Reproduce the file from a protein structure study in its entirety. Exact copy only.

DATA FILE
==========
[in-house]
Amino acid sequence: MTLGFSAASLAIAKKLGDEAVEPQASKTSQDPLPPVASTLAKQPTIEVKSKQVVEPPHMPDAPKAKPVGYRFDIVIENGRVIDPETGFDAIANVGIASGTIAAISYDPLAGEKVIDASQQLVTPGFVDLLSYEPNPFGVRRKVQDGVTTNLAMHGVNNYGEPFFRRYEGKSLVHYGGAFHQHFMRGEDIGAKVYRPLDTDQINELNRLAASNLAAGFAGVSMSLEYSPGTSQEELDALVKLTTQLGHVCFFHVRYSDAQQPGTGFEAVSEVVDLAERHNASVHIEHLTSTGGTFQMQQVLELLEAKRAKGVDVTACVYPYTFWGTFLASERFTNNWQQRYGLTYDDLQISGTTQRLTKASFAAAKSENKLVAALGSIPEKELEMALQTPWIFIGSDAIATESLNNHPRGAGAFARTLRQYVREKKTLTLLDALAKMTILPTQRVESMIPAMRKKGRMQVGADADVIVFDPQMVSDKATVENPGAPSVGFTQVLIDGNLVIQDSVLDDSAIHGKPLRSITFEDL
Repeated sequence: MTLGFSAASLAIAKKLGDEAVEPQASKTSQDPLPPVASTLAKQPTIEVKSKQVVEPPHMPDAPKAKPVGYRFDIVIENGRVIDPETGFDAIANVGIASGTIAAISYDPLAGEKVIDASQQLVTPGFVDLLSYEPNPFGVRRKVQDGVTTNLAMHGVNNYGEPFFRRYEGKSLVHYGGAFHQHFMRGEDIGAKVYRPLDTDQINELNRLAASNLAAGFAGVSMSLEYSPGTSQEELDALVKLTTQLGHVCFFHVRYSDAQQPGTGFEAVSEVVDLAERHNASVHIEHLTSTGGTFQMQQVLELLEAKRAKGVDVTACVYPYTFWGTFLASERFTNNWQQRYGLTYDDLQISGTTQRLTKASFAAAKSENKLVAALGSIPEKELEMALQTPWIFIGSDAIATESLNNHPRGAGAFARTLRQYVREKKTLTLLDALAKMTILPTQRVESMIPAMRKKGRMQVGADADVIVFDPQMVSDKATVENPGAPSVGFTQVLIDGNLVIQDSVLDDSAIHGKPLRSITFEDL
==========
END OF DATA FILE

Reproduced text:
[in-house]
Amino acid sequence: MTLGFSAASLAIAKKLGDEAVEPQASKTSQDPLPPVASTLAKQPTIEVKSKQVVEPPHMPDAPKAKPVGYRFDIVIENGRVIDPETGFDAIANVGIASGTIAAISYDPLAGEKVIDASQQLVTPGFVDLLSYEPNPFGVRRKVQDGVTTNLAMHGVNNYGEPFFRRYEGKSLVHYGGAFHQHFMRGEDIGAKVYRPLDTDQINELNRLAASNLAAGFAGVSMSLEYSPGTSQEELDALVKLTTQLGHVCFFHVRYSDAQQPGTGFEAVSEVVDLAERHNASVHIEHLTSTGGTFQMQQVLELLEAKRAKGVDVTACVYPYTFWGTFLASERFTNNWQQRYGLTYDDLQISGTTQRLTKASFAAAKSENKLVAALGSIPEKELEMALQTPWIFIGSDAIATESLNNHPRGAGAFARTLRQYVREKKTLTLLDALAKMTILPTQRVESMIPAMRKKGRMQVGADADVIVFDPQMVSDKATVENPGAPSVGFTQVLIDGNLVIQDSVLDDSAIHGKPLRSITFEDL
Repeated sequence: MTLGFSAASLAIAKKLGDEAVEPQASKTSQDPLPPVASTLAKQPTIEVKSKQVVEPPHMPDAPKAKPVGYRFDIVIENGRVIDPETGFDAIANVGIASGTIAAISYDPLAGEKVIDASQQLVTPGFVDLLSYEPNPFGVRRKVQDGVTTNLAMHGVNNYGEPFFRRYEGKSLVHYGGAFHQHFMRGEDIGAKVYRPLDTDQINELNRLAASNLAAGFAGVSMSLEYSPGTSQEELDALVKLTTQLGHVCFFHVRYSDAQQPGTGFEAVSEVVDLAERHNASVHIEHLTSTGGTFQMQQVLELLEAKRAKGVDVTACVYPYTFWGTFLASERFTNNWQQRYGLTYDDLQISGTTQRLTKASFAAAKSENKLVAALGSIPEKELEMALQTPWIFIGSDAIATESLNNHPRGAGAFARTLRQYVREKKTLTLLDALAKMTILPTQRVESMIPAMRKKGRMQVGADADVIVFDPQMVSDKATVENPGAPSVGFTQVLIDGNLVIQDSVLDDSAIHGKPLRSITFEDL